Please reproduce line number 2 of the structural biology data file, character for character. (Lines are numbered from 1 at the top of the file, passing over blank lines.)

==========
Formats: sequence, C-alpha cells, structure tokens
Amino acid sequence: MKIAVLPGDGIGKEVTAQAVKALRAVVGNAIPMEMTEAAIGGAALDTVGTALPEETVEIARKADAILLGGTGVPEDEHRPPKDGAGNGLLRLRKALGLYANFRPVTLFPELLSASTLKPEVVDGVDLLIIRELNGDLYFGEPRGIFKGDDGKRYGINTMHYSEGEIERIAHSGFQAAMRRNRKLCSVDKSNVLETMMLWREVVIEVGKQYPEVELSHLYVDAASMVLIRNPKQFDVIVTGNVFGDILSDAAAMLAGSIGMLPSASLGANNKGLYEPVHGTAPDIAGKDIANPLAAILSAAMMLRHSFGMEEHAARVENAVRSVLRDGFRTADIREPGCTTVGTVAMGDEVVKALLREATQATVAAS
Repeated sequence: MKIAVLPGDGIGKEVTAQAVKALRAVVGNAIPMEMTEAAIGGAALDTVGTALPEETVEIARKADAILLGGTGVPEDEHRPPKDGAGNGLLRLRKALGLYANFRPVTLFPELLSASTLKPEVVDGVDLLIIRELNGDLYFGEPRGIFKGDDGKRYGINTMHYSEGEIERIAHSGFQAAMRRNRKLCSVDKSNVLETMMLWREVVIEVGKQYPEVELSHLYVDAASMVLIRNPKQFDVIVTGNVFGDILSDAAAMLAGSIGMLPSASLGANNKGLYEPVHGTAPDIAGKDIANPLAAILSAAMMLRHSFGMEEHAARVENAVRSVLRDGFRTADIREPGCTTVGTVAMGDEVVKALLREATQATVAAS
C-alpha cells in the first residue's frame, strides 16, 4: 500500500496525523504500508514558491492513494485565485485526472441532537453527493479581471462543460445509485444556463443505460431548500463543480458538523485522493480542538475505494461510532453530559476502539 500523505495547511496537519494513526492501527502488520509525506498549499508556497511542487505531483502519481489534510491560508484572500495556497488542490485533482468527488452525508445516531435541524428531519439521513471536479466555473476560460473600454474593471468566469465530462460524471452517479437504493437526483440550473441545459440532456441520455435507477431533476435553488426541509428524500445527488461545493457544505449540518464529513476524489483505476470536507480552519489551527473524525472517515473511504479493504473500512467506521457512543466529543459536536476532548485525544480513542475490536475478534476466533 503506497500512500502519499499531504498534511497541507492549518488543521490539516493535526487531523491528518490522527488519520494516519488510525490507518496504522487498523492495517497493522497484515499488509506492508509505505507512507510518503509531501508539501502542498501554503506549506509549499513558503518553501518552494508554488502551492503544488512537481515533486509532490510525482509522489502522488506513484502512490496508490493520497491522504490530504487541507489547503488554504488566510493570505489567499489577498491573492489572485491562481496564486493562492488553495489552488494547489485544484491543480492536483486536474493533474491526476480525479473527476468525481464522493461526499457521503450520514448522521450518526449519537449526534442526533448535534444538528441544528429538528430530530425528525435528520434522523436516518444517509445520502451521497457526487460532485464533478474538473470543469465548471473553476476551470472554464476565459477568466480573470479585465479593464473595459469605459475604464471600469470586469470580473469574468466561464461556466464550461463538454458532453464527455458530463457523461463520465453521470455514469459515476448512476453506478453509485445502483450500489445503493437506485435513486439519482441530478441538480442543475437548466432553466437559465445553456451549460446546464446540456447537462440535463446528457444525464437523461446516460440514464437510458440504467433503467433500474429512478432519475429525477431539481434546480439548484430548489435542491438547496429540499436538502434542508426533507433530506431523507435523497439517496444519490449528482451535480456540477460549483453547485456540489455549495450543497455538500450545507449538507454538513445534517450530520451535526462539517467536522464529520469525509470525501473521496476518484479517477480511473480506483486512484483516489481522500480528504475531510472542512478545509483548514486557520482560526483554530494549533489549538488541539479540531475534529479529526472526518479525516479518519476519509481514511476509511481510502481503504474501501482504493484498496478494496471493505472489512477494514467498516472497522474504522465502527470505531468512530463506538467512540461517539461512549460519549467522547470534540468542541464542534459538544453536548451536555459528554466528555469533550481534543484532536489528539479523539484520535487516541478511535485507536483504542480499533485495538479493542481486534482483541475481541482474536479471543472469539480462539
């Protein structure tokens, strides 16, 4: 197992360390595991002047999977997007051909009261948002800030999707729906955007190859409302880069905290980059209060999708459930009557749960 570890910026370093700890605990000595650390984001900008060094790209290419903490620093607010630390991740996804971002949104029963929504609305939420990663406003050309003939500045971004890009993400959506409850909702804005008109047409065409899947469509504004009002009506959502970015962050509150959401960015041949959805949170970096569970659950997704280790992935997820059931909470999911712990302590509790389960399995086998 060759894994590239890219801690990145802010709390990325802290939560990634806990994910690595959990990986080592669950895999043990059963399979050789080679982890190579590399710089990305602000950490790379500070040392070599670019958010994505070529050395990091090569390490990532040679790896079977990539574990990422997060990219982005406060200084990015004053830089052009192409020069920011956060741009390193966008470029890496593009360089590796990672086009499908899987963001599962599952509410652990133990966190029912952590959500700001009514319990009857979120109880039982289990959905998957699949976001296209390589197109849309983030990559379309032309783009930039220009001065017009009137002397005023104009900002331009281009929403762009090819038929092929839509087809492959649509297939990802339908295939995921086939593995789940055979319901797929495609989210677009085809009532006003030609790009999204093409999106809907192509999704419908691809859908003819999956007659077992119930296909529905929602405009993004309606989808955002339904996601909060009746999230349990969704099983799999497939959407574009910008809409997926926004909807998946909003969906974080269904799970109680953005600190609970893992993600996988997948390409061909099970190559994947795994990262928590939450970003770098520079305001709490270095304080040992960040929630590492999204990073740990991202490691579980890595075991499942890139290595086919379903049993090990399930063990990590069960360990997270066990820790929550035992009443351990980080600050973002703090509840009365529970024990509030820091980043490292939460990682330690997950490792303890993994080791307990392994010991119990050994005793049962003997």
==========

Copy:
Amino acid sequence: MKIAVLPGDGIGKEVTAQAVKALRAVVGNAIPMEMTEAAIGGAALDTVGTALPEETVEIARKADAILLGGTGVPEDEHRPPKDGAGNGLLRLRKALGLYANFRPVTLFPELLSASTLKPEVVDGVDLLIIRELNGDLYFGEPRGIFKGDDGKRYGINTMHYSEGEIERIAHSGFQAAMRRNRKLCSVDKSNVLETMMLWREVVIEVGKQYPEVELSHLYVDAASMVLIRNPKQFDVIVTGNVFGDILSDAAAMLAGSIGMLPSASLGANNKGLYEPVHGTAPDIAGKDIANPLAAILSAAMMLRHSFGMEEHAARVENAVRSVLRDGFRTADIREPGCTTVGTVAMGDEVVKALLREATQATVAAS